What a field day for the heat
A thousand people in the street
Singing songs and carrying signs
Mostly saying, "hooray for our side"

Thursday, June 10, 2010

Fundamental Education Fail

Okay, was going to punt with a post, but I'm sitting here watching Gov. Tim Pawlenty talking about privatizing education (specifically at the collegiate level) and how wonderful that will be. See, why make people schlep books across a campus to fall asleep in an uncomfortable classroom while some old person droned on when you can have them maybe watch an iPhone video when they wanted to and how they want to.

What a load of crap.

No, really. It's populism that lowers expectations (instead of the kind that lifts us all). There's a reason why most online universities aren't getting accredited.

In my own class I've heard the comment about how a student, smart as they are, downloaded the teacher's PowerPoint presentation (which, BTW, she was unable to make them for the class on energy transport and cellular respiration because the instructor could figure out how to translate it to PP) and printed it out so she didn't have to take notes in class.

Uh, yeah.

See, this is a misunderstand of how people actually learn. Now, do I need to read the textbook, take the notes, after listening to the lecture? You know, not really so much. I don't brag much about it, but yes, my IQ tests out at genius level (just barely, but let's say getting Mensa membership, if I wanted it, wouldn't be a problem). For my BFA, I think I read a total of 5 textbooks during class (and most of those were for my first degree in computer programming). Hell, I literally sleep through Psych 101 and still got an A (I was working 1st shift at the Post Office, and 1st shift was 10pm-6am).

And did I mention this is a 100 level course, and in a field my wife teaches in?

But I'm reading the book. And I'm taking the notes (the old fashion way including what is on the board and what the instructor is saying). And I'm attending the lecture. Why? Because I'm reinforcing the material twice (primary lecture, supplemented by the textbook and writing out the notes). Education is hard. There's a reason why it is. I could get more info using Blackboard (an online tool the college is using). However, it doesn't work for me, because I don't have broadband.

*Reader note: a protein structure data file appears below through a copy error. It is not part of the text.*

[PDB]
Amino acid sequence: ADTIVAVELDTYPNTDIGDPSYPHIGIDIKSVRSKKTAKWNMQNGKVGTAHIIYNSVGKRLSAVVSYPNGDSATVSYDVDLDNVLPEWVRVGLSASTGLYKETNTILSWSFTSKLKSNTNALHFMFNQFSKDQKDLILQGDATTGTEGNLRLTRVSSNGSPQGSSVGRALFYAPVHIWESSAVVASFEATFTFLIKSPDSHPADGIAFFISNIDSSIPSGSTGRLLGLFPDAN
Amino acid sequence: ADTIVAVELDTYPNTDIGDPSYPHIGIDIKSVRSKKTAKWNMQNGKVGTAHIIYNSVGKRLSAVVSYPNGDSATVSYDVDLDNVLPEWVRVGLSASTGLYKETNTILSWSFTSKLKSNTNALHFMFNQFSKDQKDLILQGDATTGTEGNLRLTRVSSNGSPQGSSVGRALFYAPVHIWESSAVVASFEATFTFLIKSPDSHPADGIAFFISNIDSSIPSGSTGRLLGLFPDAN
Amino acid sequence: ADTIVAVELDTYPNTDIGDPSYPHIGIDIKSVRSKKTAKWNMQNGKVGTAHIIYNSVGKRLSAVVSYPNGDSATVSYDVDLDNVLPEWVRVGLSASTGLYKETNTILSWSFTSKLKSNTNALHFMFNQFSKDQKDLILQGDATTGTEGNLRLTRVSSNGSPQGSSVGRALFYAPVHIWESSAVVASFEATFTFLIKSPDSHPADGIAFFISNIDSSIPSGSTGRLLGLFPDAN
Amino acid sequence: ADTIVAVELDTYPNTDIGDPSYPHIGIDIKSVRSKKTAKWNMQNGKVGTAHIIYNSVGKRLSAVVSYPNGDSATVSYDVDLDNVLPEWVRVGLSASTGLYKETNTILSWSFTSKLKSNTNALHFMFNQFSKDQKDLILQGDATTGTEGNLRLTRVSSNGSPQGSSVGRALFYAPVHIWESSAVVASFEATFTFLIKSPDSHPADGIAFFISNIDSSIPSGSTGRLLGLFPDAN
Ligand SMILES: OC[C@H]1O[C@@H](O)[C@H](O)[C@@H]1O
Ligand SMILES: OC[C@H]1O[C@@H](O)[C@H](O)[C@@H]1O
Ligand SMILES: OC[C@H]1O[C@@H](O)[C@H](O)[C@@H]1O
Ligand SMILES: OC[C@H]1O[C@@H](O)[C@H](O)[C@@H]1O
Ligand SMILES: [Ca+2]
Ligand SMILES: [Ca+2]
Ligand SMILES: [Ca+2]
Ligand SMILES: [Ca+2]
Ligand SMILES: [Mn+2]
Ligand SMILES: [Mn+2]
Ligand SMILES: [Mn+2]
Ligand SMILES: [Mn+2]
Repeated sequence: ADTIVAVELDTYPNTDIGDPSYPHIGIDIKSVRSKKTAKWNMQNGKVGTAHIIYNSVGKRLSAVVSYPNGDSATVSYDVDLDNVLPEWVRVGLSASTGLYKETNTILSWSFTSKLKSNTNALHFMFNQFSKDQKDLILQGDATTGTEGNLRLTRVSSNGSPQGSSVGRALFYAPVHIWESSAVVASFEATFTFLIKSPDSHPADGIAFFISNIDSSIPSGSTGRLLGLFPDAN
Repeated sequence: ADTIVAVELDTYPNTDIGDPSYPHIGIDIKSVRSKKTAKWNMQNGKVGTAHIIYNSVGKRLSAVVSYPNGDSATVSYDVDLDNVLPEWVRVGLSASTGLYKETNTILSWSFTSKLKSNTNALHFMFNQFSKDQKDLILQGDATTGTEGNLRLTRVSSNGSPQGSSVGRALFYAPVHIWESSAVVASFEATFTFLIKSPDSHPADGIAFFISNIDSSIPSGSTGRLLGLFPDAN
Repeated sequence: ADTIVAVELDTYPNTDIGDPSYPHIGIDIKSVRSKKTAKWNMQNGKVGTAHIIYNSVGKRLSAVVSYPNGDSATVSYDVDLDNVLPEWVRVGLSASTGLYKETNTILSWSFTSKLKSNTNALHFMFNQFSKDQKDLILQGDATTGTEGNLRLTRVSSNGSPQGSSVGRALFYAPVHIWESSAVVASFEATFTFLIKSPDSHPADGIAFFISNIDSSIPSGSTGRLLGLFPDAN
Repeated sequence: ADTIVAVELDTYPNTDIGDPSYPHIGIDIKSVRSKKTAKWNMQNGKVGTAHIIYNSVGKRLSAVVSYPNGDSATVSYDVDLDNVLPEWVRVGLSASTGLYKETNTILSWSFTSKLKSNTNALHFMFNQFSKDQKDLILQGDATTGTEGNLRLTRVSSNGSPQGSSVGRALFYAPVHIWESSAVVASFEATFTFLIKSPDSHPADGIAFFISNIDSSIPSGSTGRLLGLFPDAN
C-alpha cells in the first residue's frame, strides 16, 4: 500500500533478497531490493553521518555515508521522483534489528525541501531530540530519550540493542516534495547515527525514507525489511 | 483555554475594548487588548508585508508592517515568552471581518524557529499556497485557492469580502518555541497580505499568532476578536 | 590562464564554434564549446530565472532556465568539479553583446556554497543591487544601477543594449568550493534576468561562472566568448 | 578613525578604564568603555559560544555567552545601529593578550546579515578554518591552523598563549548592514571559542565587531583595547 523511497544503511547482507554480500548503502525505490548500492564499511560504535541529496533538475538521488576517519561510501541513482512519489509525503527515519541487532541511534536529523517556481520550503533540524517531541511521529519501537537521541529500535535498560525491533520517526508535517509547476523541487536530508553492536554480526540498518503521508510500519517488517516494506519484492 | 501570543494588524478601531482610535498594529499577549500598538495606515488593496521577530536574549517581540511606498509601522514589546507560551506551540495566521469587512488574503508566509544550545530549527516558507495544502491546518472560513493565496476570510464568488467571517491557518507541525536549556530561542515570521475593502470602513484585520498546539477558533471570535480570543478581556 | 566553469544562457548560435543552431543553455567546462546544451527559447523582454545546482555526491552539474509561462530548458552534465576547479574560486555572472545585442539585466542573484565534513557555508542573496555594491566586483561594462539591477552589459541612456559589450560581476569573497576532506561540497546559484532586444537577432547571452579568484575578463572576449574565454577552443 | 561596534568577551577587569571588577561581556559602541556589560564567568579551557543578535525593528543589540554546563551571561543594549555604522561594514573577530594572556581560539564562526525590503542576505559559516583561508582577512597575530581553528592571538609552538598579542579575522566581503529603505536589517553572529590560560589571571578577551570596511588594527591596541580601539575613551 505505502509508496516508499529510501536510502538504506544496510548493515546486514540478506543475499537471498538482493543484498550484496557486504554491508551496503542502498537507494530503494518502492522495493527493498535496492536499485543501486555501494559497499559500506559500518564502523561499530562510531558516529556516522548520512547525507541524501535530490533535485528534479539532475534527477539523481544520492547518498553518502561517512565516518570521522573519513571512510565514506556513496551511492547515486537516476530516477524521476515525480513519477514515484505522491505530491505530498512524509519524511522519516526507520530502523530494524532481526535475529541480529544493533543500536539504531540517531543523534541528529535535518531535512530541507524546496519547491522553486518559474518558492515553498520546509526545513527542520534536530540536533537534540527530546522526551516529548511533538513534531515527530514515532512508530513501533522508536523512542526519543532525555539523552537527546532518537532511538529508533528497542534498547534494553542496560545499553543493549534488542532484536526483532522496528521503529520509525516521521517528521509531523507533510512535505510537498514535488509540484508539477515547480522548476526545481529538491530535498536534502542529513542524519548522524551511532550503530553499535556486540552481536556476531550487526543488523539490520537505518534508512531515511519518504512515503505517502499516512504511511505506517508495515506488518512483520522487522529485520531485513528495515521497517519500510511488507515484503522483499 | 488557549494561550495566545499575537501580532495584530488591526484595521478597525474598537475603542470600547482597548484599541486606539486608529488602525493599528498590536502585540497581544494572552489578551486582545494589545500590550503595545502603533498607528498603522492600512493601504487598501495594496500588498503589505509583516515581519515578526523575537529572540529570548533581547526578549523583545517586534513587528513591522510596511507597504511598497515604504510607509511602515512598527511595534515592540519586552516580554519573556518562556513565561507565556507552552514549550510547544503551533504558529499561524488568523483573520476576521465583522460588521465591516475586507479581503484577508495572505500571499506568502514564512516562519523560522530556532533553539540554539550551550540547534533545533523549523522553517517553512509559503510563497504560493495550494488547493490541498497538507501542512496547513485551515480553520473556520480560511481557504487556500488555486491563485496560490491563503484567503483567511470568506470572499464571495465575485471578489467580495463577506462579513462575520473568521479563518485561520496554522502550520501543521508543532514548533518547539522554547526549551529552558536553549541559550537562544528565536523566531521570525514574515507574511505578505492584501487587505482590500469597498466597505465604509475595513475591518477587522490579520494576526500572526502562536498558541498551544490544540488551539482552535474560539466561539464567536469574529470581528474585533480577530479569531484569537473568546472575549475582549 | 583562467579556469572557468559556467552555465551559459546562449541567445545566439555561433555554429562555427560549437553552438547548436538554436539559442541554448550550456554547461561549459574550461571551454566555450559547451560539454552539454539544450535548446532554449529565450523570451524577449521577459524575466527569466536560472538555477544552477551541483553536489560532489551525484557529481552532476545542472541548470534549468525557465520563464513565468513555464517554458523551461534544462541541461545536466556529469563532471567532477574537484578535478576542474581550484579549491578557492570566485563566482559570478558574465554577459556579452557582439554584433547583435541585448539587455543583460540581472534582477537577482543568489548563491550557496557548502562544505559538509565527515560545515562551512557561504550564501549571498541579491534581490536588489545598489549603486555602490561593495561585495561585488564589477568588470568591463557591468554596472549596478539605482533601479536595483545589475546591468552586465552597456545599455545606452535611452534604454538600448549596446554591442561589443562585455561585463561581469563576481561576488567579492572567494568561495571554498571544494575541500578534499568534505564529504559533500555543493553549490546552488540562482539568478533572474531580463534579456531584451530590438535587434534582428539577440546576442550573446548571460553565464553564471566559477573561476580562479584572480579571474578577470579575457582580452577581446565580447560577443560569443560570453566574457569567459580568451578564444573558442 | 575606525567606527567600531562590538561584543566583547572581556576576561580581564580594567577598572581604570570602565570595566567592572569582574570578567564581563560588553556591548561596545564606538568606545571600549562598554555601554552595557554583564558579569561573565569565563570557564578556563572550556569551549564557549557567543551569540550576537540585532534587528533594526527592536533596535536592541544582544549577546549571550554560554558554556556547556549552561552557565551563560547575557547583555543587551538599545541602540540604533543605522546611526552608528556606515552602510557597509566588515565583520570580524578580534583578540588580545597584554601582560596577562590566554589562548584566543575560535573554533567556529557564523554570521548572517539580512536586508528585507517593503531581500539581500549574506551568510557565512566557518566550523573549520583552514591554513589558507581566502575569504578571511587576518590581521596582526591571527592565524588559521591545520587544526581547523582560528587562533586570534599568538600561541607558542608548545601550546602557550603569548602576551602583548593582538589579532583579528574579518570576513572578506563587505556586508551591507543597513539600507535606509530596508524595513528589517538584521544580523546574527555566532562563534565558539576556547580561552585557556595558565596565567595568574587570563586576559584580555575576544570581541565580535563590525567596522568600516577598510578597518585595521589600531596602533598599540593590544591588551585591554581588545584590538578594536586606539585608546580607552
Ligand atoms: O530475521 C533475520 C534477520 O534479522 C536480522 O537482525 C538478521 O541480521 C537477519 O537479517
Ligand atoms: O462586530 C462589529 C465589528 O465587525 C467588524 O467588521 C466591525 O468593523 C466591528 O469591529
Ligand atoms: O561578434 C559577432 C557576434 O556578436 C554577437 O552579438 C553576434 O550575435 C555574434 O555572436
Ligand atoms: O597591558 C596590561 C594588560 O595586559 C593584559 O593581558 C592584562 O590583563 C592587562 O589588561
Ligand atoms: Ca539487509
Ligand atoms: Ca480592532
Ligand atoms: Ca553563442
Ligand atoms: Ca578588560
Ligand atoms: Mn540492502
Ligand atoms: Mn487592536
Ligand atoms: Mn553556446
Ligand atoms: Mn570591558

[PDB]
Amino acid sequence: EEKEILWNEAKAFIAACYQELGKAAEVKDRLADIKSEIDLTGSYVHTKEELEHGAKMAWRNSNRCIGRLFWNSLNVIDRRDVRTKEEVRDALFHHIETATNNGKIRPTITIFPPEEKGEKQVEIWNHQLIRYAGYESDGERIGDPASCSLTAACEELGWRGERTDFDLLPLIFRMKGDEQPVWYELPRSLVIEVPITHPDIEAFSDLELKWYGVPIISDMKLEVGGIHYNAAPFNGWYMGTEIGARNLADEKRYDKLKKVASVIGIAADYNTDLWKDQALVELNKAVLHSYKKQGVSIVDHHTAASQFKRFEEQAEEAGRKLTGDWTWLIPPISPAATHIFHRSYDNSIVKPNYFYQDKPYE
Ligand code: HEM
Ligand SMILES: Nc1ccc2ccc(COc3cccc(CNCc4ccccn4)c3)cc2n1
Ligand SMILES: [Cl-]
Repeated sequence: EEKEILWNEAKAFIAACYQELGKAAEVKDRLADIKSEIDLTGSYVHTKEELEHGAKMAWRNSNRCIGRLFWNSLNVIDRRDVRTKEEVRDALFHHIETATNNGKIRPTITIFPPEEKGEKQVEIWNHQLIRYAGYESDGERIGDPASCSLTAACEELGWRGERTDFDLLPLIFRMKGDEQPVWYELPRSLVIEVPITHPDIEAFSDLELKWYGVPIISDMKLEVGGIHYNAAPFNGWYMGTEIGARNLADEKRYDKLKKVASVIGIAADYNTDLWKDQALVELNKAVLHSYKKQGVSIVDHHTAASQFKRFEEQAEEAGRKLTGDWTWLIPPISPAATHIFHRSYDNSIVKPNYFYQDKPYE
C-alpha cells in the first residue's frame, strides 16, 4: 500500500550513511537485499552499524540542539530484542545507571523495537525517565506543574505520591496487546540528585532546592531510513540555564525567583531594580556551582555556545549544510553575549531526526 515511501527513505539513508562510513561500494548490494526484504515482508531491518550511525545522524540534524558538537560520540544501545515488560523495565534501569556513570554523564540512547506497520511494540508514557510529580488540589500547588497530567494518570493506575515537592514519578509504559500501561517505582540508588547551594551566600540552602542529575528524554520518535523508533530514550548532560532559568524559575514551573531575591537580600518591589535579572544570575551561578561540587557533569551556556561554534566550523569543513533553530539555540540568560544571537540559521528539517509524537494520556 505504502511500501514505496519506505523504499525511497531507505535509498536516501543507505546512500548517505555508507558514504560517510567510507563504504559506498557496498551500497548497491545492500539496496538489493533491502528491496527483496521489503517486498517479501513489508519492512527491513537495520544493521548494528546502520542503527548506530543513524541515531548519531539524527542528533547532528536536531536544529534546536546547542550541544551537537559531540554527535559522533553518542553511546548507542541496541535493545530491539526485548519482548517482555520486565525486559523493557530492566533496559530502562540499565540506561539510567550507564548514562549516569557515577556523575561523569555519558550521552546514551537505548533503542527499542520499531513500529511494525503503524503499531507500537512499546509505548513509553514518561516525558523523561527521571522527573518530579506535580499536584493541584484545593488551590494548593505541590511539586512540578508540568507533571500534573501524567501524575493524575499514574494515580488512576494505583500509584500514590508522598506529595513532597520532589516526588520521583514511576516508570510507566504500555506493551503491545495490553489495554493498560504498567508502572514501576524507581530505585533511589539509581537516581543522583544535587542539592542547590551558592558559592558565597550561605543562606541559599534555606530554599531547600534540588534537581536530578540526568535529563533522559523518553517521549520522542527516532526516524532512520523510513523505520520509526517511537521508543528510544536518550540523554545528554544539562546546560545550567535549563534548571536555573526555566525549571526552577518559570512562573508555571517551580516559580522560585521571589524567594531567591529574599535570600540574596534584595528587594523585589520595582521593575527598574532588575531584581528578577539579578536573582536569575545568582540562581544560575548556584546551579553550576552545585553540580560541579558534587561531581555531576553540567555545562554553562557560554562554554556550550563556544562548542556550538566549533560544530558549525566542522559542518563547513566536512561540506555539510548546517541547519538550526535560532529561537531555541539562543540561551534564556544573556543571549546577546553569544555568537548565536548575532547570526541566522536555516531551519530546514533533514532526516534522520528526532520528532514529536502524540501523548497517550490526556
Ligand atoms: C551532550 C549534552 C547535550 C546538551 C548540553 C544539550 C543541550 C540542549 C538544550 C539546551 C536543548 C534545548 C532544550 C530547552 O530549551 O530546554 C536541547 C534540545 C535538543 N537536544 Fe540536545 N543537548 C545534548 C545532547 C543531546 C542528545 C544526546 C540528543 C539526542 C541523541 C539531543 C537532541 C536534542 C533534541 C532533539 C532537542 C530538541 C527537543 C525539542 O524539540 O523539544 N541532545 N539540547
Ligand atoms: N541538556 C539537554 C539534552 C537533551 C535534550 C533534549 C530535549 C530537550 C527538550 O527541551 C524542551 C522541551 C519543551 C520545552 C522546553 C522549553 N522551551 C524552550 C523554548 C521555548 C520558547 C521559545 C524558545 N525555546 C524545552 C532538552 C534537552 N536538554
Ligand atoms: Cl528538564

So, how am I doing? Since you asked (because, again, I hate the bragging), with 8 quizes and two tests down I have an average of 100% with 10.5 bonus points. We don't have our first report back, and I don't know how I did on it (the second report isn't due until next week, but it's been finished for over a week). Given the level of groaning in the class when tests and quizzes are passed back, I think I'm at the top (although I haven't confirmed that).

There's also three students in the class that I overheard complaining that they have either an online degree, or one from the "business schools," and now they're back to get a "real" degree (well, the employers think it's real). Yeah.

However, I'm sure "it's the future." I'll believe it when I get my jetpack.


Dr. Phil (Physics) said...

Watch a lecture on an iPhone. Yeah, right. I have lots of students who like to sit in the last rows -- most profs do -- and sometimes I have empty rows up front. When I do convince a student to move a number of rows forward, they are shocked that they, wait for it, can read the board! Shocking.

I am getting tired of the mentality that suggests the "solution" to education at all levels is for-profit all the time. Sigh.

Dr. Phil

vince said...

I voted for Gov. Pawlenty (I consider myself an independent and have voted for Republicans, Democrats, and independent candidates), and although I didn't agree with him on everything (I never do) I found him to be, for the most part, a pretty good governor.

Until he decided he might run for president. Since then he's gone more and more wacko. Not totally wacko, as there are still a few areas where I agree with him. But I would never vote for him again.

Online courses can be useful. I've taken some myself, and have a friend that teaches online as well as at a business school. She and the school are good. But I can't imagine teaching physics, higher math, engineering, etc. online. The subjects are complex, and you need the feedback and help of the instructors and, as you move up, graduate assistants.

Because I make my living as a jack-of-all-trades computer person (repair, upgrade, security, web design, search engine marketing, etc.) most of what I learn about new technologies is through books or online. I've even found useful videos.

But as the primary method of education? Yeah, right.

Most of those who advocate this also are big proponents of national security, and yet they have this huge disconnect between that and a well-educated population.

Of course, if you like dancing with the tea party in most of it's incarnations, then actual knowledge is not your highest priority.

Steve Buchheit said...